“The best way to find out if you can trust somebody is to trust them.” ~ Ernest Hemingway
Trust issues—I knew I had them. What I didn’t know was how much they were hurting me.
Anyone could take a look at my past and see where my trust issues came from. I have a long history with people who are supposed to love and protect me letting me down monumentally. Though I’ve worked tirelessly to heal the wounds of my childhood and my failed marriage, the residual pain remains. All these years later, my past was still keeping me from the depth I craved in my relationships—and in many ways, from becoming the full expression of who I am.
Trust issues come in lots of different packages. They extend far beyond the expected suspicion or throwing up walls to keep people out. A big result of my underlying issues with trust, I recently discovered, is that I don’t ask for help—even when I really need it.
Being let down so many times in my past made me feel like I was on my own in this big, scary world. To admit my needs to another person made me feel exceedingly vulnerable. It was terrifying.
I am superwoman, after all. I shouldn’t need help.
In fact, I’m much more comfortable offering my help to others than asking for or receiving help from someone else. For me, there is safety in giving. It makes me feel valuable, useful, needed. Truthfully, when I am giving, I feel in control. That’s where the safety actually comes from. It’s in the feeling of control.
Admitting that I need help means that I don’t have everything figured out. It makes me feel weak—helpless even. I don’t want to be helpless. I don’t want to be dependent on someone else. I don’t want to be a burden, or take too much from anyone. But mostly, I don’t want to be let down again.
I don’t want to be rejected, or hurt, or told that my needs are too great or not important enough. I don’t want to experience the pain that comes from revealing my needs to someone, and watching them walk away. I don’t want to feel like I can’t do everything in this world all by myself, because life has taught me that sometimes that’s the only option.
This fear—based on real, painful, terrible moments in my past—keeps me from trusting people who have never hurt me before. People who would never hurt me intentionally. People who would like nothing more than the opportunity to be trusted with my needs, my happiness, my dreams. People I unknowingly keep at a distance, because my ego won’t let me ask them for what I need or accept help when they offer it to me.
Two things happen when I don’t let people help me: one is that I make life harder for myself than it should be.
And maybe that’s the way I think I want it. Maybe I’m still getting off on the idea that I don’t need anyone to help me. But that’s just my ego continuing the great cosmic “f*ck you” that began in my early years.
That sad, scared, lonely little girl inside is still hurting. In her anger, fear and brokenness, she refuses to admit that she does not, in fact, have it all together. The hardest thing in the world, for her, is telling another human being that she is lost, scared to death and without a clue as to what the next right step might be.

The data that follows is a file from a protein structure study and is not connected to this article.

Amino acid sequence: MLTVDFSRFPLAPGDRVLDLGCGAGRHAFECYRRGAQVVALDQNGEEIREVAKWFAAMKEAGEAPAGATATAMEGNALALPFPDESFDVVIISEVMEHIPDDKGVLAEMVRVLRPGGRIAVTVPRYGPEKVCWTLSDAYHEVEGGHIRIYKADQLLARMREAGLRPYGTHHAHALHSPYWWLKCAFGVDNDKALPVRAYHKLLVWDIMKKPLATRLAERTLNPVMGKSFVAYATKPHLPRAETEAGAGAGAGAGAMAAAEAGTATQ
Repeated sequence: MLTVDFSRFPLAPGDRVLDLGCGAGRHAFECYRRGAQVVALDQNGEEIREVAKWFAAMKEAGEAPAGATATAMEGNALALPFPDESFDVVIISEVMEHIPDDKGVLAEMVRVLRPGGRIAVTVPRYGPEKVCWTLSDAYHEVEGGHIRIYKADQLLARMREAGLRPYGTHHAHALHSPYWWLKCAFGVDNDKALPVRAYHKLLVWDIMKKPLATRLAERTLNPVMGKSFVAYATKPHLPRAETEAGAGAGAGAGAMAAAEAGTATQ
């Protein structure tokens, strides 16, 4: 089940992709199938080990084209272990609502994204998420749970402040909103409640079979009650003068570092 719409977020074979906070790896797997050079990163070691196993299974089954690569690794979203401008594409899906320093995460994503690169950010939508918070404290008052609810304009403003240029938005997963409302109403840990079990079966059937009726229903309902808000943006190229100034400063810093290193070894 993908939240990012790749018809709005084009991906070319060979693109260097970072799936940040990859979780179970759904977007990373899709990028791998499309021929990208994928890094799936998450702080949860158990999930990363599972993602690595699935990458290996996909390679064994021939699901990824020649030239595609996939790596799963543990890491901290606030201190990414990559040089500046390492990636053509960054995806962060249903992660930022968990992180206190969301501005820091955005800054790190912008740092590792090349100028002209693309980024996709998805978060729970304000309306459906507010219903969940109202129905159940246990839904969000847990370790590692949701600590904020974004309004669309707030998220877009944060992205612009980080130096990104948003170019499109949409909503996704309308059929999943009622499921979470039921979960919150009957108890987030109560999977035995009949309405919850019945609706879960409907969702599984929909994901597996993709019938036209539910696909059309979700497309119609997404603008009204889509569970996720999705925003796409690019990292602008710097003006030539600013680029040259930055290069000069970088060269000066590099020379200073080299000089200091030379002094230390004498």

She’s asked for help before. She’s been told she didn’t deserve it, she was not worthy, her needs didn’t matter. She’s been told she asks too much, her requests are unreasonable, she should find a way to just be grateful for the scraps she was given and not ask for more.
She’s experienced rejection, abuse and neglect in too many forms to face. The last thing that sad, scared, broken girl wants to do is ask another person to meet a need that she can’t fulfill on her own. The last thing she wants to do is put her needs in the hands of another person, because she knows all too well how deeply it hurts when those needs go unmet. Or worse, when the one she has trusted with them intentionally uses her weakness against her to bring her pain.
Ultimately, this fear keeps me feeling overwhelmed. Because I choose not to reach out when I should, or I push away help when it is offered to me. I end up doing things on my own unnecessarily. There is no reward for suffering in silence, or breaking our necks trying to be superhuman. There is no prize for the longest to-do list, or least hours slept for the most consecutive days.
Trying to do it all on my own only hurts me.
The other thing that happens when I stubbornly refuse to ask for or accept help from others is that it makes them feel like they have nothing to bring to the table in our relationship.
It’s a subtle way of telling them that they are not needed. What they have to offer is not enough. Their contribution to my life is not valuable, it’s not appreciated, it’s not important. Truly, this is never my intention. But, it is the implied message of my inability to put my needs in the hands of another.
When I refuse to let people help me, I’m taking away opportunities for them to feel valuable, useful, needed—all the things that feel so good when we do something for someone we love. It’s quite selfish of me to keep those opportunities from the people who want to make meaningful contributions in my life, and it’s also quite unnecessary.
What I really mean with this behavior is: “I’m scared to admit that I need something from you. I’m afraid that you will let me down or use my vulnerability against me.”
If I were brave enough to speak these words, it would spare those who dare to offer love and friendship to me the confusing signals that come from my being so utterly human and also so relentless in my struggle to avoid admitting any normal, human weaknesses.
I’m learning to show my weakness again. To ask for what I need. To admit that I don’t have it all figured out. I know that I have much to offer. I also need much in return. I’m learning to trust again—one day at a time—and embracing vulnerability as a beautifully human part of who I am.
Author: Renee Dubeau
Editor: Yoli Ramazzina